Travel, Etc.

Travel, Etc.

Travel, Etc.

Travel, Etc. --> Exploring Paso Robles Part I

Exploring Paso Robles Part I
A Visit to "My Favorite Neighbor"
By, Doug and Linda Pendleton

Linda and I have visited Paso Robles and Central Coast California wine county three times in the past 25 years, and each time, the number of wineries and the atmosphere have changed dramatically. In 1998, we stayed at Pismo Beach and spent the day in Paso, about a 30-mile drive. It was our first introduction to diurnal shift.  A diurnal shift is the difference between the average daytime high temperature and the average nighttime low temperature. Large diurnal shifts allow grapes to maintain higher acidity while getting very ripe. When we left Pismo, it was 62 degrees and reached a high that day of 72. At lunch in downtown Paso, it was 102 degrees and would drop to 60 at night, and the nicest restaurant we found was a BBQ joint, and we were out of place without sweat-stained cowboy hats. There were only about 50 wineries back then.

The next visit was in 2008, and the region had grown to include 170 wineries. There were two really nice boutique hotels, and it had developed a fine dining scene with multiple restaurants to choose from.

Today, there are over 250 wineries, and the city is filled with a variety of fine and casual dining options, boutique hotels, quaint shops, and a plethora of VRBO options, of which we took advantage. Traveling with friends, we rented a comfortable, two-king bedroom and bath, second-story apartment, with a well-equipped kitchen, and a friendly outdoor cat that made Linda happy. It was located a block off the central square, allowing lots of walking before and after dinner.  And in a sign of the times, Paso also features 12 breweries and 14 distilleries, sort of making this a destination for drinking tastes of all kinds.

One of our favorite winery visits was at Booker Vineyards, where “rock star” winemaker Eric Jensen still runs things after being acquired by Constellation Brands in 2021. Eric has maintained control over the original Booker Rhône-style wines as well as the explosive new My Favorite Neighbor Cabernet-based blends  that debuted in 2016 to incredible critical acclaim that has been maintained throughout every vintage since… think consistent 94 to 97-Point scores.

The new winery is breathtaking, and the minimalist open-air hospitality space set at the edge of a vineyard was the perfect spot to spend time with Eric, his agricultural manager, Hilary Graves, as well as Zionsville native Sara Prust, the assistant tasting room manager. This first-class facility, courtesy of the Constellation acquisition, is now producing all the Booker Rhône-style wines as well as My Favorite Neighbor.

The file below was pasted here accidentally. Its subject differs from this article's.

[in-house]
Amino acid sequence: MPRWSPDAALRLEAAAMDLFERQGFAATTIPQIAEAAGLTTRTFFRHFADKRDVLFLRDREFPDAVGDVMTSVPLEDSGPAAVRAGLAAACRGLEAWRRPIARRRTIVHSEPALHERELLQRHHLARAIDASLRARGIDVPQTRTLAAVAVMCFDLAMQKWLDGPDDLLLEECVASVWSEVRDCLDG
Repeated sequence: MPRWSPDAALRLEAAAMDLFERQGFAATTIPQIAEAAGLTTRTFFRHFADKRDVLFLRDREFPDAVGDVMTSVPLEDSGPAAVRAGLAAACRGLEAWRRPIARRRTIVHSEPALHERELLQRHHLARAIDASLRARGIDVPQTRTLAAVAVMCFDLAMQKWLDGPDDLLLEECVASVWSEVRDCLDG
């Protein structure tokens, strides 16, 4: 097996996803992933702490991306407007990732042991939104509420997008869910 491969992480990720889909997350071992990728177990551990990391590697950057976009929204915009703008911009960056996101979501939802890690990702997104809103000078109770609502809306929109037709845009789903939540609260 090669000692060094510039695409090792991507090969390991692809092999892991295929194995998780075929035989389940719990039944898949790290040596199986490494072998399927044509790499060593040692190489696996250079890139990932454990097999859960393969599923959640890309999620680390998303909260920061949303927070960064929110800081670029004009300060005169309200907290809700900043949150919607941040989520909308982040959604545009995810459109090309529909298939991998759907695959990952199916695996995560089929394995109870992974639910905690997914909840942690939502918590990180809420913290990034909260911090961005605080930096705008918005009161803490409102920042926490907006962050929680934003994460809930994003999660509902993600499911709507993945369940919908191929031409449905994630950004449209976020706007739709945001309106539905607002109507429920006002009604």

Eric makes a big first impression in his signature stained, wide brimmed hat . He believes in opulent wines that should be ready to drink when purchased and that aging wine is a thing of the past. All of his vineyards are organically farmed, most are biodynamic, and he is working to ensure that all of his My Favorite Neighbor growers are organic as well. Beginning with his Booker wines in 2005, he built his name on his highly acclaimed Rhône varietals from his 100 acres.

In 2016, inspired by his neighbor Stephan Asseo of L’Aventure Winery, where they specialize in Bordeaux-style wines, he moved on to Cabernet Sauvignon and the other Bordeaux varietals.  Sourcing from all over San Luis O'bispo County, Hilary is his secret weapon for finding the fruit and ensuring its quality for the Favorite Neighbor wines. In fact she was named Paso Robles Grape Grower of the Year in 2022. And, almost as a winery within a winery, My Favorite Neighbor wines have their own adjoining tasting room.

It’s obvious that My Favorite Neighbor is what attracted Constellation’s big investment, but as long as Eric and Hilary are controlling the quality as production grows, I don’t think we will see a repeat of what happened to Dave Phinney’s Prisoner brand when it was acquired. These are truly exceptional wines.


Our first evening in Paso, we visited an old friend with a new name. Since our last visit in 2008, Bistro Laurent has become BL Brasserie…same chef/owner, same restaurant, and we’re pretty sure the same posters on the walls. But best of all, the same great food. The extensive wine list, which featured many great wines of the Rhône Valley, along with Rhône varietals produced in Paso Robles, was impressive. We were able to try an excellent Rhône-style blend from the winery Linne Calodo, named for a type of crushed limestone found in the Paso region. Unfortunately, the wine is not available in Indiana. Fortunately, it did pair beautifully with the French-inspired menu, featuring classic dishes such as bouillabaisse, roast chicken, mussels and frites, and even a croque monsieur. Both the food and wine were excellent and reasonably priced.